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Comments

Submitted by JAMES EVERTS (not verified) on

When reading Séralini's abstract, last year, I was impressed! When subsequently reading the whole study, I started doubting. But I must be wrong, if FCT accepted this? Then it became clear that I was not alone. The study gives, at best, reason to do conclusive research on the relation between the consumption of RR corn and cancer. Has nothing tot do with Big Ag or EFSA being manned by industry cronies. Just poor science.

Submitted by Paulo Andrade (not verified) on

From the very beginning the paper was clearly bad. The retraction came as non surprise. The Editor´s words, however, were poor and misleading: Séralini´s results were tailored from the choice of the rat strian to the use (ou lack of use) of inapropriate statistical tests.

Submitted by Nina Holland on

Prof Seralini copied the methodology used by Monsanto, therefore he chose the same strain of rat as Monsanto. If Séralini's study is 'clearly bad' as you say, should the Monsanto study used for the approval of NK603 maize not also be thrown into the rubbish bin? Please let me quote from ENSSER's reaction to the retraction:

"Most notably, Séralini and his co-authors did not draw any definitive conclusions in the paper in the first place; they simply reported their observations and phrased their conclusions carefully, cognizant of their uncertainties. This is because the paper is a chronic toxicity study and not a full-scale carcinogenicity study, which would require a higher number of rats. The authors did not intend to look specifically for tumours, but still found increased tumour rates. Secondly, both of Hayes's arguments (the number of rats and their tumour susceptibility) were considered by the peer reviewers of the journal, who decided they formed no objection to publication. Thirdly, these two arguments have been discussed at length in the journal following the publication of the paper and have been refuted by the authors of the paper and other experts. Higher numbers of animals are only required in this type of safety studies to avoid missing toxic effects (a 'false negative' result), but the study found pronounced toxic effects and a first indication of possible carcinogenic effects. The Sprague-Dawley strain of rat which was used, is the commonly used standard for this type of research. For these reasons, the statistical significance of the biochemical data was endorsed by statistics experts." See www.ensser.org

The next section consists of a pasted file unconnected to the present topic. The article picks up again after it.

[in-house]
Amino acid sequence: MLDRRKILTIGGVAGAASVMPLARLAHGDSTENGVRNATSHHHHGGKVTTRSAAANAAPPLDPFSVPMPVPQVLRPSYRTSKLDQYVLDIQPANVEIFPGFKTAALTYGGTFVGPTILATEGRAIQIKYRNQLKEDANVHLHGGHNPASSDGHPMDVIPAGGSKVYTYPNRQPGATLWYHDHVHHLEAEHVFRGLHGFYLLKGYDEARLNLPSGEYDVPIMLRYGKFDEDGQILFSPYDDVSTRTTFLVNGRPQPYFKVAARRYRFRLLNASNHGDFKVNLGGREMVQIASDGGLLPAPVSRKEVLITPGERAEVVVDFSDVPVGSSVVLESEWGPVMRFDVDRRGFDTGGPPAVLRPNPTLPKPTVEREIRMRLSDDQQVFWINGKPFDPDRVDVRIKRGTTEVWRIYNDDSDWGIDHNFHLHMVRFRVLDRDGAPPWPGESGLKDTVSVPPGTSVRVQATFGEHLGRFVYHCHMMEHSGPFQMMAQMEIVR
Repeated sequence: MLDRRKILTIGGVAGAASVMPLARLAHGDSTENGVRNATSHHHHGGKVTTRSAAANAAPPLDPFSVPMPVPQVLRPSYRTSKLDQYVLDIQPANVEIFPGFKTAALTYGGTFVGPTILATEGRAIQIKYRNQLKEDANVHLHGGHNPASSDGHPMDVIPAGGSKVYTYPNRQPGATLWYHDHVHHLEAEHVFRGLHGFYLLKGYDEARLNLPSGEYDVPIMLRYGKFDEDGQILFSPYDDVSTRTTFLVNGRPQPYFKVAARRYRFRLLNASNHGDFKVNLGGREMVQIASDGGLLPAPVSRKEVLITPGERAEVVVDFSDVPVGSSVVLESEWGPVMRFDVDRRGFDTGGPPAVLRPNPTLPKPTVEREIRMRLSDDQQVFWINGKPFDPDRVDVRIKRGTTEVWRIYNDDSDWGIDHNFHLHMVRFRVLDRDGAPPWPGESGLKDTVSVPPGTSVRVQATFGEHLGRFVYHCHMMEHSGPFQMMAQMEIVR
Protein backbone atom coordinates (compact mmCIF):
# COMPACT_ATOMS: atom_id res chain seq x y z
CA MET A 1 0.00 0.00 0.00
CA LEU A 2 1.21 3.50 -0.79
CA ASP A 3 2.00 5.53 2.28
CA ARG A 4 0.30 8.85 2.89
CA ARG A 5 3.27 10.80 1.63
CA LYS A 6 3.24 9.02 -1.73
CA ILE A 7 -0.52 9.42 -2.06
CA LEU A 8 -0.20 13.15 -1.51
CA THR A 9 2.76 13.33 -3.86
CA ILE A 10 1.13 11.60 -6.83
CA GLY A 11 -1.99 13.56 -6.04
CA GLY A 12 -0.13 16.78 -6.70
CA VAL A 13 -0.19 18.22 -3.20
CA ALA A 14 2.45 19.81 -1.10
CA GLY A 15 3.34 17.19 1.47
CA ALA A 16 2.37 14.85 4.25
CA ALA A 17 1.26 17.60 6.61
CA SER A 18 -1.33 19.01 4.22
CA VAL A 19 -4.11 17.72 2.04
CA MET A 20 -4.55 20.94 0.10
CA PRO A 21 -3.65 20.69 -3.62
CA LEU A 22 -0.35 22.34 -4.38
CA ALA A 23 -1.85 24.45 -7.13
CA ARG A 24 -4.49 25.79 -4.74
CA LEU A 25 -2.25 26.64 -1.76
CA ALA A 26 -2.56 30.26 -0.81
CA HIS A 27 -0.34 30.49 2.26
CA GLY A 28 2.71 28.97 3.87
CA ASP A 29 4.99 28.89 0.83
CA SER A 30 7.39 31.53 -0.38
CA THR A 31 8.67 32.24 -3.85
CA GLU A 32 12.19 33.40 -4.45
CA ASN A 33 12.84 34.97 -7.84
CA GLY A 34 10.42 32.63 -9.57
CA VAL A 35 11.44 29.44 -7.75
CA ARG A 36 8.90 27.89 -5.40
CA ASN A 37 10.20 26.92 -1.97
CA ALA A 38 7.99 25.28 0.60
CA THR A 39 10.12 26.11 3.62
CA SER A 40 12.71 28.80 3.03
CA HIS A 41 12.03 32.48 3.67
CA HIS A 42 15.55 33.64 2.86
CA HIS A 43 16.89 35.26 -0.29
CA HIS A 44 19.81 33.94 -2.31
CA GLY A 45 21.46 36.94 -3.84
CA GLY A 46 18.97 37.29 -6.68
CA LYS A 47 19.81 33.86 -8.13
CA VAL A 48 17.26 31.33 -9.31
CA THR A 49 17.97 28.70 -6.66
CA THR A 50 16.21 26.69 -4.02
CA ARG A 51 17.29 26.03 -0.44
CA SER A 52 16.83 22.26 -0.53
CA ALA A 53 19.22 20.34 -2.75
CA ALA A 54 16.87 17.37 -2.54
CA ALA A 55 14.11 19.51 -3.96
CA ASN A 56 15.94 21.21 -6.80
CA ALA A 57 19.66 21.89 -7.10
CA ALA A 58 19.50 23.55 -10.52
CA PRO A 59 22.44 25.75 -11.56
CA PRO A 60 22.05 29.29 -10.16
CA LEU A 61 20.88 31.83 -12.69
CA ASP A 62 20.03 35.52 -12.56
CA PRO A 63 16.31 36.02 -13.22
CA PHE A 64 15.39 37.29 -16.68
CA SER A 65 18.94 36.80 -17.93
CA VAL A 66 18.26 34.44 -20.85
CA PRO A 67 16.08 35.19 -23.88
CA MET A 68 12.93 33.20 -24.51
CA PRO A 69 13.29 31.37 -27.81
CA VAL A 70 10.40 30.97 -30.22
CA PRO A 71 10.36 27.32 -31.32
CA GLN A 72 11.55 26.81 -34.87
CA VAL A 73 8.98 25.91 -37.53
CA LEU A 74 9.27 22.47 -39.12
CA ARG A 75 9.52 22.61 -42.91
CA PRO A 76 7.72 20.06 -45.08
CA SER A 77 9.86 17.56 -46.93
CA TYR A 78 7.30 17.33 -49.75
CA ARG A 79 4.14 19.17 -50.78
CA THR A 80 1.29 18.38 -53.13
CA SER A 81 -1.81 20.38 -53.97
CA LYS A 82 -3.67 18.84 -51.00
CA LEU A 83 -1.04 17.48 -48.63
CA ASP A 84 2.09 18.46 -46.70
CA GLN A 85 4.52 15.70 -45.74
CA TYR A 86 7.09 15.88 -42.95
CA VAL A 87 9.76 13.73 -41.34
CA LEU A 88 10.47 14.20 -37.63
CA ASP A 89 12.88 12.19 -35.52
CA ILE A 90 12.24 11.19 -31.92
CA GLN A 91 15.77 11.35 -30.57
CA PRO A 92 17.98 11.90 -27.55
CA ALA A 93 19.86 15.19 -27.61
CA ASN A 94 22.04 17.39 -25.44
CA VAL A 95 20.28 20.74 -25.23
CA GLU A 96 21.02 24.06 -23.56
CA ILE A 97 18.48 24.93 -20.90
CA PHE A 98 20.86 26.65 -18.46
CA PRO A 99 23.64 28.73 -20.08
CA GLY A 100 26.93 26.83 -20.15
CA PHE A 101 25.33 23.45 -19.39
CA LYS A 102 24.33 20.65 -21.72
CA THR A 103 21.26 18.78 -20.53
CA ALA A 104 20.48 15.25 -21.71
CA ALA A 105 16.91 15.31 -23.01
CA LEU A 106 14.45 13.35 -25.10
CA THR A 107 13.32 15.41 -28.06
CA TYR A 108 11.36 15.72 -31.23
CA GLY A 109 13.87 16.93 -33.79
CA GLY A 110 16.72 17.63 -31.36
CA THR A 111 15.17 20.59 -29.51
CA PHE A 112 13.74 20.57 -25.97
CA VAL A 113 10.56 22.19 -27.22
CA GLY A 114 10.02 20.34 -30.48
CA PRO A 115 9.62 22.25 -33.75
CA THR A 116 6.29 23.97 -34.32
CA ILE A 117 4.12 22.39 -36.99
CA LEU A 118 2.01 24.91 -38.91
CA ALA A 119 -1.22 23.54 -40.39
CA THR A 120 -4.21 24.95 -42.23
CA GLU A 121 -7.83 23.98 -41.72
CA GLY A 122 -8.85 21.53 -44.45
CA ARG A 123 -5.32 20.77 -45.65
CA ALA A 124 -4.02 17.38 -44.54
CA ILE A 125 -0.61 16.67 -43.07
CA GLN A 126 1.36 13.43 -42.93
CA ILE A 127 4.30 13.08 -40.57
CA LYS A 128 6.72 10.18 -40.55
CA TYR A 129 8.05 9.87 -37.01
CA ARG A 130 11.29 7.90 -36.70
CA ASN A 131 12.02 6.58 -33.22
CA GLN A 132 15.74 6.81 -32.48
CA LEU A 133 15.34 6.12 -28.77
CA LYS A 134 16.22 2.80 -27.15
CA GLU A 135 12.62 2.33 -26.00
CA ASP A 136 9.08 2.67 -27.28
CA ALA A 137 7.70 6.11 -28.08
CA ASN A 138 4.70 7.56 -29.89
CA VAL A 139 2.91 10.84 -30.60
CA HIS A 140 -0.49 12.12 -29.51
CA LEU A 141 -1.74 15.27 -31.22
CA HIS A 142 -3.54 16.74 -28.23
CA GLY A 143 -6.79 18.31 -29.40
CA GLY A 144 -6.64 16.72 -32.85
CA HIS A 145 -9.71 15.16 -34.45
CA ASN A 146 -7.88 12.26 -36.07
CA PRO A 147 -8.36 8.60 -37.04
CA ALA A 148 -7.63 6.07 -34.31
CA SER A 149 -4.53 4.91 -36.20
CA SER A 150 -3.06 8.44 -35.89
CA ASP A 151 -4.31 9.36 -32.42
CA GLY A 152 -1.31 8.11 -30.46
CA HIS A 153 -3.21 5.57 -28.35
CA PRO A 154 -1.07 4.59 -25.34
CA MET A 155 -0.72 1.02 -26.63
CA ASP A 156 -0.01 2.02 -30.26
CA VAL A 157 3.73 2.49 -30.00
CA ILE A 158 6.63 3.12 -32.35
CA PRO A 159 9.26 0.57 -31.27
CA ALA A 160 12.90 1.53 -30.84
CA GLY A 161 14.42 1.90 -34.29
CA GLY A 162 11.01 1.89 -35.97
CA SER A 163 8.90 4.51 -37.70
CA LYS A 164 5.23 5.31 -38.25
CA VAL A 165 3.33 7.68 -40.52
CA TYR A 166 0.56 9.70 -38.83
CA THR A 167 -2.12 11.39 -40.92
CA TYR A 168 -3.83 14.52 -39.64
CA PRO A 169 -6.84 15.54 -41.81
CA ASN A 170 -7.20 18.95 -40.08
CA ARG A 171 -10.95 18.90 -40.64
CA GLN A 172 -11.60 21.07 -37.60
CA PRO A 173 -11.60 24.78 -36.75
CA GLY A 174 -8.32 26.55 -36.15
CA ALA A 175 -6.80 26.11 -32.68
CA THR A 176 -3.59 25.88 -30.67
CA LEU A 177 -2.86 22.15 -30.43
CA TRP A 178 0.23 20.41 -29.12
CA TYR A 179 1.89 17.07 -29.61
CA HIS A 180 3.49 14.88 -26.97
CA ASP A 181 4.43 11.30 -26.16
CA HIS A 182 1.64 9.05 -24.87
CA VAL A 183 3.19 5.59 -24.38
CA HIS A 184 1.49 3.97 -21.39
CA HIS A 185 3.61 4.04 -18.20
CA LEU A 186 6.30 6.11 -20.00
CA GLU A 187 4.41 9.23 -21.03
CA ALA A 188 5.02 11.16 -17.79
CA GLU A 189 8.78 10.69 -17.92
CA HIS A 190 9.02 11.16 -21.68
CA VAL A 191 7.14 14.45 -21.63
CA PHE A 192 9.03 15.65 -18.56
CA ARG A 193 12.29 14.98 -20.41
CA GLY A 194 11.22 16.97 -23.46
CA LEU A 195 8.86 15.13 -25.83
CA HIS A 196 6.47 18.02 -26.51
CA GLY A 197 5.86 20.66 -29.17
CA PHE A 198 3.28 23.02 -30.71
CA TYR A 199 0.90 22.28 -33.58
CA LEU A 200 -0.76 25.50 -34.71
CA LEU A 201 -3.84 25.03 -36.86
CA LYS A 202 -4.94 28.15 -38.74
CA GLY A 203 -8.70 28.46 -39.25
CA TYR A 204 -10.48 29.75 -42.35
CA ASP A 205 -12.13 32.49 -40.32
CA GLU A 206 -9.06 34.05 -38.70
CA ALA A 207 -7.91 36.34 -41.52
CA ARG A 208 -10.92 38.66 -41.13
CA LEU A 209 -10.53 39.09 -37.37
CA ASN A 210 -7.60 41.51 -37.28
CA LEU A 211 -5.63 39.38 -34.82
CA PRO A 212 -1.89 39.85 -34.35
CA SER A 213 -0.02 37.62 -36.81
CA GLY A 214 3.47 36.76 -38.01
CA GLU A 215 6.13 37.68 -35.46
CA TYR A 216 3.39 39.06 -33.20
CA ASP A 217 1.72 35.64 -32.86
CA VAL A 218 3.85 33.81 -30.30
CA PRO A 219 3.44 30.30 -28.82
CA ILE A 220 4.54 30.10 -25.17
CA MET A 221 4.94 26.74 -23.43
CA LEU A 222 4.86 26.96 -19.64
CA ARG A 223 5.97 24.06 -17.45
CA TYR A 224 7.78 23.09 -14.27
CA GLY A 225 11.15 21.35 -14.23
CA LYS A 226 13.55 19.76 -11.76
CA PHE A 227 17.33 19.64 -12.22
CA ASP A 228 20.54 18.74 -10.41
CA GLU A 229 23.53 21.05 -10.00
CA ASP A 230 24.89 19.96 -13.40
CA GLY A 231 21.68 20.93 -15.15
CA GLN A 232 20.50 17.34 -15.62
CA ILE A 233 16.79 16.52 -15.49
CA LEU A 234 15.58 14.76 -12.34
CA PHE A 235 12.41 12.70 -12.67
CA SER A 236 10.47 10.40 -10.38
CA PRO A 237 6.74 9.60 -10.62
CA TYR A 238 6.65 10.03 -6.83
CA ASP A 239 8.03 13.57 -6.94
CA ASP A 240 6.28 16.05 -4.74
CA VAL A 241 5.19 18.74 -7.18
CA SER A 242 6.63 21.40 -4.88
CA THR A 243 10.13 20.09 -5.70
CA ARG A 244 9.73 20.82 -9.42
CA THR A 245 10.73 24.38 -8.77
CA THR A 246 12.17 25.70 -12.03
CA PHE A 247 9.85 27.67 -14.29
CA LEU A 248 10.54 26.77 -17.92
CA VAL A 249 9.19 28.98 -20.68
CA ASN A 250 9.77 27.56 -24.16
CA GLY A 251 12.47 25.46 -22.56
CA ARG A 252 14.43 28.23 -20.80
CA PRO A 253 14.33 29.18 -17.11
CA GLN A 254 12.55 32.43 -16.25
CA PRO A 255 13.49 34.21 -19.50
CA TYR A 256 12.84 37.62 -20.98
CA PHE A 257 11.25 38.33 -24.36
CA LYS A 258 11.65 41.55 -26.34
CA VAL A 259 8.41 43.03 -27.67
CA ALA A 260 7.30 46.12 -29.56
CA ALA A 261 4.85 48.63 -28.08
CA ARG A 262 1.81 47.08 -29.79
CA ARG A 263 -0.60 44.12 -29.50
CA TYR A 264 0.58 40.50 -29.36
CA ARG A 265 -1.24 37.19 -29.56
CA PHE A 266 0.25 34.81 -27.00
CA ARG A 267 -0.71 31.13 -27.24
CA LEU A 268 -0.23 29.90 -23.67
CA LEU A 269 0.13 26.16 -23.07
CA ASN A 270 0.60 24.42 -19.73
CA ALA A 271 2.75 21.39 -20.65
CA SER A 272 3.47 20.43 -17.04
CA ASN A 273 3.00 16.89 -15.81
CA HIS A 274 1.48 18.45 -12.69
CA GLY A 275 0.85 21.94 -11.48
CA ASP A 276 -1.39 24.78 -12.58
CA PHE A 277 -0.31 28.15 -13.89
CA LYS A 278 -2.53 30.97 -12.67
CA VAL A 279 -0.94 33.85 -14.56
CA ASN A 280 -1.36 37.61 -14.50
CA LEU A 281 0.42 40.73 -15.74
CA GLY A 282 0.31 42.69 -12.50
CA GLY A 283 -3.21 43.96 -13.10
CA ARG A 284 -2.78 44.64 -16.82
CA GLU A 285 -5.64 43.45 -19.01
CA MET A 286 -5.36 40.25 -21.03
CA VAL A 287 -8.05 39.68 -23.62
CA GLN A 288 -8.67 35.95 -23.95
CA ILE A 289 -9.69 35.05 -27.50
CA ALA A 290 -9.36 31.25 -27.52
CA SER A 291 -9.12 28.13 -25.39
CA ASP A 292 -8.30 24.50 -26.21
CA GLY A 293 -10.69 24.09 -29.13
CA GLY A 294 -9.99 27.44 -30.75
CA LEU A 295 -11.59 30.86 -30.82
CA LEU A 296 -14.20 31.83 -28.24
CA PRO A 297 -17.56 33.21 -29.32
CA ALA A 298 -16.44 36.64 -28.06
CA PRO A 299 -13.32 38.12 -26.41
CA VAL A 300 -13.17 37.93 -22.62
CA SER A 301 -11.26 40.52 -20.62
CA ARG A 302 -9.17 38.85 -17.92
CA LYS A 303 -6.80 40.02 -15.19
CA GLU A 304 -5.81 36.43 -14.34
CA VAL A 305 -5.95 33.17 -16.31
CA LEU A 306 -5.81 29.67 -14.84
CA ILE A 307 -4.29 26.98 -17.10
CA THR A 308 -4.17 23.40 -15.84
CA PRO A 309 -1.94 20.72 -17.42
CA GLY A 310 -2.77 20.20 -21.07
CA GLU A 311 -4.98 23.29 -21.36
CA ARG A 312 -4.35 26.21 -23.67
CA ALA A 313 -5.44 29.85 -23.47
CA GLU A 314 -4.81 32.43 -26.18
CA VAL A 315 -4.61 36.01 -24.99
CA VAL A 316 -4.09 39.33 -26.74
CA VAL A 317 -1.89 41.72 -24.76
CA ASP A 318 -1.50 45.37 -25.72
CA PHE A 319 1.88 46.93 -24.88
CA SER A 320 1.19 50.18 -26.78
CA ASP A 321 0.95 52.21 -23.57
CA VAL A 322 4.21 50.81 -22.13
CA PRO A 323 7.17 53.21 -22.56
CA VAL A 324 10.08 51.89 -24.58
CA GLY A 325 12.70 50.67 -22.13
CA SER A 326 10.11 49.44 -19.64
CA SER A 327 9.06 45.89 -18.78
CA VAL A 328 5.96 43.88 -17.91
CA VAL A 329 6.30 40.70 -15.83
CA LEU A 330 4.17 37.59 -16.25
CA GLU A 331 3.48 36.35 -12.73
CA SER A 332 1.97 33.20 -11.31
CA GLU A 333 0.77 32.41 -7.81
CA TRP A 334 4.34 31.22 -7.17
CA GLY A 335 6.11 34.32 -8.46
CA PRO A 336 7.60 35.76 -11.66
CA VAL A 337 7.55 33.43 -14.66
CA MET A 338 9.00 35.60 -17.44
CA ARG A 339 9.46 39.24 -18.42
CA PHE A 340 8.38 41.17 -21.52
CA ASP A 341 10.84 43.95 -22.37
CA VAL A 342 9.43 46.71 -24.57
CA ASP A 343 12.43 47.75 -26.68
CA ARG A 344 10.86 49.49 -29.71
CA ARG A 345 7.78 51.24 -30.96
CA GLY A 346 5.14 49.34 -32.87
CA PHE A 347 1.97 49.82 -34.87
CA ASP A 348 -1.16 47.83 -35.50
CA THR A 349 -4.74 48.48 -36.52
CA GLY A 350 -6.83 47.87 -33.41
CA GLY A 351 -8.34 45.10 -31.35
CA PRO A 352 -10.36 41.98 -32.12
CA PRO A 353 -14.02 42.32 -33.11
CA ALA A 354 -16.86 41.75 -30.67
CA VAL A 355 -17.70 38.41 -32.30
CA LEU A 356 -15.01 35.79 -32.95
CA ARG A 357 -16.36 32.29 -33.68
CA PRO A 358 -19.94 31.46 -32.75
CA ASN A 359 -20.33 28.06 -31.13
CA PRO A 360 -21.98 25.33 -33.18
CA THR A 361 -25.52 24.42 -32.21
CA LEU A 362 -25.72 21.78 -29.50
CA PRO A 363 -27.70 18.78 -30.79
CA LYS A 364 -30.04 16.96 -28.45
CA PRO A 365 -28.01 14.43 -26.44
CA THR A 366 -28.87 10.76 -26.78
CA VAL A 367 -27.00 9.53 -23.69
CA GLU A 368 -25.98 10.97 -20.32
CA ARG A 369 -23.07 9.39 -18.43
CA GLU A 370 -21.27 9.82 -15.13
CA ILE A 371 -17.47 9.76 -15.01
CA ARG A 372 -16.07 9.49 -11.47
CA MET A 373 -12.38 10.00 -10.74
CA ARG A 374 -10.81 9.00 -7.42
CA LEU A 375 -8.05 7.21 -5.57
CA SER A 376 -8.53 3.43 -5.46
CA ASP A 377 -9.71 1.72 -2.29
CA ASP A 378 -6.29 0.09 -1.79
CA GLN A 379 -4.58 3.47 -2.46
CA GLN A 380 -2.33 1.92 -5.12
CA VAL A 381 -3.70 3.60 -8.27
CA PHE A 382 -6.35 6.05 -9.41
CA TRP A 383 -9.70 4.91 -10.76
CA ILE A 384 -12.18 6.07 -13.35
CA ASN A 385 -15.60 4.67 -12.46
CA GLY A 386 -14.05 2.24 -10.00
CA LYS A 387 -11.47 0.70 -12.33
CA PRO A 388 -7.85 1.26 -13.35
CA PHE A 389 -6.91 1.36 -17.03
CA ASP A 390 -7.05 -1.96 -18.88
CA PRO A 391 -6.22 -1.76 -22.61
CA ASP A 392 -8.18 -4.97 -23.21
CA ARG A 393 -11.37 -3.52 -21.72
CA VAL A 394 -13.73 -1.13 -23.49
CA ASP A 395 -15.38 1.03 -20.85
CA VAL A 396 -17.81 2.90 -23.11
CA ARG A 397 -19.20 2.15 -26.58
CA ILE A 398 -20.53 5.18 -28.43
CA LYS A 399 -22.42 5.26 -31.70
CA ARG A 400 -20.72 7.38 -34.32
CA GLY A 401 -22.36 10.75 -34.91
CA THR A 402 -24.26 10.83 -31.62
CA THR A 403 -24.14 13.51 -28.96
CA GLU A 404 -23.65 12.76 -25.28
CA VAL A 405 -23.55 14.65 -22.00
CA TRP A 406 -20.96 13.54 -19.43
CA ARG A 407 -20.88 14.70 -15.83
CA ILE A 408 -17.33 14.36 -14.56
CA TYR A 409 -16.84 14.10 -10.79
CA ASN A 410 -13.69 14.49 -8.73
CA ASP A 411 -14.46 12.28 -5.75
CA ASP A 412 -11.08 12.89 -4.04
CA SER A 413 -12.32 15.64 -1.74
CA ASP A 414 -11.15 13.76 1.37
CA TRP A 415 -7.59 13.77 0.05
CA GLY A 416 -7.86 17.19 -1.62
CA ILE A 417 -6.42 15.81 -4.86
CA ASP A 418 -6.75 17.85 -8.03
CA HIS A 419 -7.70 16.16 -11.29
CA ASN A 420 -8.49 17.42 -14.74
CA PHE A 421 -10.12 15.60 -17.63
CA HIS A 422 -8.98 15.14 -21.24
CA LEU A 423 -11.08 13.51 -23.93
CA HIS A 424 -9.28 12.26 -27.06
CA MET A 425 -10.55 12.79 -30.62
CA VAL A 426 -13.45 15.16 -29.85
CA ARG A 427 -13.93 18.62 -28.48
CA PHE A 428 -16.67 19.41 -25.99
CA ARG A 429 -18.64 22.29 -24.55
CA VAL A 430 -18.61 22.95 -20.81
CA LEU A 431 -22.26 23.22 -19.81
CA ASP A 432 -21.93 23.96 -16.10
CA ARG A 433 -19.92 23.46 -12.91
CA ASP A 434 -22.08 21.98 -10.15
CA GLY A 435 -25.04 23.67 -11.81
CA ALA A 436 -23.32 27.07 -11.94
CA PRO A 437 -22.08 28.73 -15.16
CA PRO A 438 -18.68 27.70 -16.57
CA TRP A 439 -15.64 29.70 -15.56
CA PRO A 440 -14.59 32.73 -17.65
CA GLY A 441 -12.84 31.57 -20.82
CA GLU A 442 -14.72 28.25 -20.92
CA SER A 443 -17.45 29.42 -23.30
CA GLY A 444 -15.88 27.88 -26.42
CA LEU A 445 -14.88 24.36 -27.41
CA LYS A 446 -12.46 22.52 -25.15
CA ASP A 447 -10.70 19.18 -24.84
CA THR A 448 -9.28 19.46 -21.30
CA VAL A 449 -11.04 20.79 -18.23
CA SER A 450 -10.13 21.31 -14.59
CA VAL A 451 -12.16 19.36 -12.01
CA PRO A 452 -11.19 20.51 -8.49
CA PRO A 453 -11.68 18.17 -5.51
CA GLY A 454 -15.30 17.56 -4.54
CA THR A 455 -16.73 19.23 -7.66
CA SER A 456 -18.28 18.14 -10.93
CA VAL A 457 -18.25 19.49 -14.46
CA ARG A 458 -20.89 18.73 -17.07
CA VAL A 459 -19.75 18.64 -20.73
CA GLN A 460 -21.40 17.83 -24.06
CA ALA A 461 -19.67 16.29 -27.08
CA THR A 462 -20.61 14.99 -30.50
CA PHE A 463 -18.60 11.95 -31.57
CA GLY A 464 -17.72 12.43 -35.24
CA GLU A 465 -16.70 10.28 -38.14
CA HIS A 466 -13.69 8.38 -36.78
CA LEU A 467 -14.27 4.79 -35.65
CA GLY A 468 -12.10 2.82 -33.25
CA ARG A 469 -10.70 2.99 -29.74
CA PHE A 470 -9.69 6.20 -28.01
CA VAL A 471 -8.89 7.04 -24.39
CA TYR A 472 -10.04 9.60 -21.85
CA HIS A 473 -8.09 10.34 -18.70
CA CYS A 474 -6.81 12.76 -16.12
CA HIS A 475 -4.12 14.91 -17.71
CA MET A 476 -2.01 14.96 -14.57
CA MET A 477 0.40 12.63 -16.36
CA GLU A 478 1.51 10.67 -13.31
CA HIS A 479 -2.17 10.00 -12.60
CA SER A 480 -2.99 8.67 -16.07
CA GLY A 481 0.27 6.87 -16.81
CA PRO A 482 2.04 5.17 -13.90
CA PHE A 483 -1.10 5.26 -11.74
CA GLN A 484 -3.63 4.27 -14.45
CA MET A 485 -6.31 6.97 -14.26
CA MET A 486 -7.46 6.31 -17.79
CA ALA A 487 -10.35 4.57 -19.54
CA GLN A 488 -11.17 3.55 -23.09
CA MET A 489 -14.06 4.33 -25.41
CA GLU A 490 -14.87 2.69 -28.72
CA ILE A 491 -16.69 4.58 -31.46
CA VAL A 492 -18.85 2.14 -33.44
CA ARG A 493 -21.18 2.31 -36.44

Submitted by jay (not verified) on

Remove the financial influence on the science and the science speaks for itself. In the end it ALWAYS ALWAYS ALWAYS in our current system comes down to monetary gain regardless of the repercussions it may have on us all

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The official EU assessment of glyphosate was based on unpublished studies owned by industry. Seven months later, the pesticide industry still fights disclosure and, so far, successfully. We obtained a copy of their arguments.

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Mark Lynas is a well known example of this in the UK, with an (in)famous public apology for his past role in the anti-GM movement that drew a lot of media attention. Lynas' move has been copied by others, like blogger Stijn Bruers in Belgium. This framing of the GMO debate has proven quite attractive to the media, even though it is not always clear why specifically these people are seen to have the credentials to merit this attention.

There are many fundamental flaws in the argumentation they are putting forward. Claire Robinson of GMWatch, at the request of Corporate Europe Observatory, has written a rebuttal of many of the claims made by these newly converted GMO proponents. For practical reasons, this rebuttal follows the argumentation and claims made in an article by Bruers on his blog about GMOs .